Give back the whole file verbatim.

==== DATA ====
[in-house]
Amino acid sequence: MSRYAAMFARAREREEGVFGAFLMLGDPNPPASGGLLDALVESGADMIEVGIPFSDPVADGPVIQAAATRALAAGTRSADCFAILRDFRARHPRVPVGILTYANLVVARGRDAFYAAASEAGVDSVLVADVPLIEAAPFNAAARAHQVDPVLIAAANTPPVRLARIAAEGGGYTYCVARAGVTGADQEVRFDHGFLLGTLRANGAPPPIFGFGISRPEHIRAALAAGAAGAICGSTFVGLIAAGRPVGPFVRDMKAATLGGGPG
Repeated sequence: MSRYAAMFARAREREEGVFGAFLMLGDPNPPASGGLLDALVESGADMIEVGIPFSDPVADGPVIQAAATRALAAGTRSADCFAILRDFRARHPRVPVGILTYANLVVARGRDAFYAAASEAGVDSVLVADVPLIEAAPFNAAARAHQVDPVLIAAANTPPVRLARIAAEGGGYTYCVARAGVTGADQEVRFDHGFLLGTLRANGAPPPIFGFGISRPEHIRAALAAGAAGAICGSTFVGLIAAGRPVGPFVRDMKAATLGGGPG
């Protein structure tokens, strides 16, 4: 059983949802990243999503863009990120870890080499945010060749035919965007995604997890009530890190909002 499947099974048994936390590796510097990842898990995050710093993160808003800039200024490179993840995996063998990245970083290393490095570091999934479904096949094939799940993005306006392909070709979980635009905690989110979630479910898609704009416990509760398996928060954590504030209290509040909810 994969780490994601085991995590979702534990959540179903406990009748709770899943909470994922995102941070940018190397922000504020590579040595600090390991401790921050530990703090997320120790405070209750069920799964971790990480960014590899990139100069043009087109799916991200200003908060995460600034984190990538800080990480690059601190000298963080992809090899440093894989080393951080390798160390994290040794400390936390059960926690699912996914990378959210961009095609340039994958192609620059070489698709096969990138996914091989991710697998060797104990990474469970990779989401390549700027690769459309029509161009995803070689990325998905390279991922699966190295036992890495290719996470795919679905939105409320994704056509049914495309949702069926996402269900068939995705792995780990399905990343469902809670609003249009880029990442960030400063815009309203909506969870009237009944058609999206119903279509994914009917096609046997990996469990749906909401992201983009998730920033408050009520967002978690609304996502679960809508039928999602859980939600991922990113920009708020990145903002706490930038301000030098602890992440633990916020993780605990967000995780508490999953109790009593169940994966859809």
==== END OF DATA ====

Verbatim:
[in-house]
Amino acid sequence: MSRYAAMFARAREREEGVFGAFLMLGDPNPPASGGLLDALVESGADMIEVGIPFSDPVADGPVIQAAATRALAAGTRSADCFAILRDFRARHPRVPVGILTYANLVVARGRDAFYAAASEAGVDSVLVADVPLIEAAPFNAAARAHQVDPVLIAAANTPPVRLARIAAEGGGYTYCVARAGVTGADQEVRFDHGFLLGTLRANGAPPPIFGFGISRPEHIRAALAAGAAGAICGSTFVGLIAAGRPVGPFVRDMKAATLGGGPG
Repeated sequence: MSRYAAMFARAREREEGVFGAFLMLGDPNPPASGGLLDALVESGADMIEVGIPFSDPVADGPVIQAAATRALAAGTRSADCFAILRDFRARHPRVPVGILTYANLVVARGRDAFYAAASEAGVDSVLVADVPLIEAAPFNAAARAHQVDPVLIAAANTPPVRLARIAAEGGGYTYCVARAGVTGADQEVRFDHGFLLGTLRANGAPPPIFGFGISRPEHIRAALAAGAAGAICGSTFVGLIAAGRPVGPFVRDMKAATLGGGPG
């Protein structure tokens, strides 16, 4: 059983949802990243999503863009990120870890080499945010060749035919965007995604997890009530890190909002 499947099974048994936390590796510097990842898990995050710093993160808003800039200024490179993840995996063998990245970083290393490095570091999934479904096949094939799940993005306006392909070709979980635009905690989110979630479910898609704009416990509760398996928060954590504030209290509040909810 994969780490994601085991995590979702534990959540179903406990009748709770899943909470994922995102941070940018190397922000504020590579040595600090390991401790921050530990703090997320120790405070209750069920799964971790990480960014590899990139100069043009087109799916991200200003908060995460600034984190990538800080990480690059601190000298963080992809090899440093894989080393951080390798160390994290040794400390936390059960926690699912996914990378959210961009095609340039994958192609620059070489698709096969990138996914091989991710697998060797104990990474469970990779989401390549700027690769459309029509161009995803070689990325998905390279991922699966190295036992890495290719996470795919679905939105409320994704056509049914495309949702069926996402269900068939995705792995780990399905990343469902809670609003249009880029990442960030400063815009309203909506969870009237009944058609999206119903279509994914009917096609046997990996469990749906909401992201983009998730920033408050009520967002978690609304996502679960809508039928999602859980939600991922990113920009708020990145903002706490930038301000030098602890992440633990916020993780605990967000995780508490999953109790009593169940994966859809």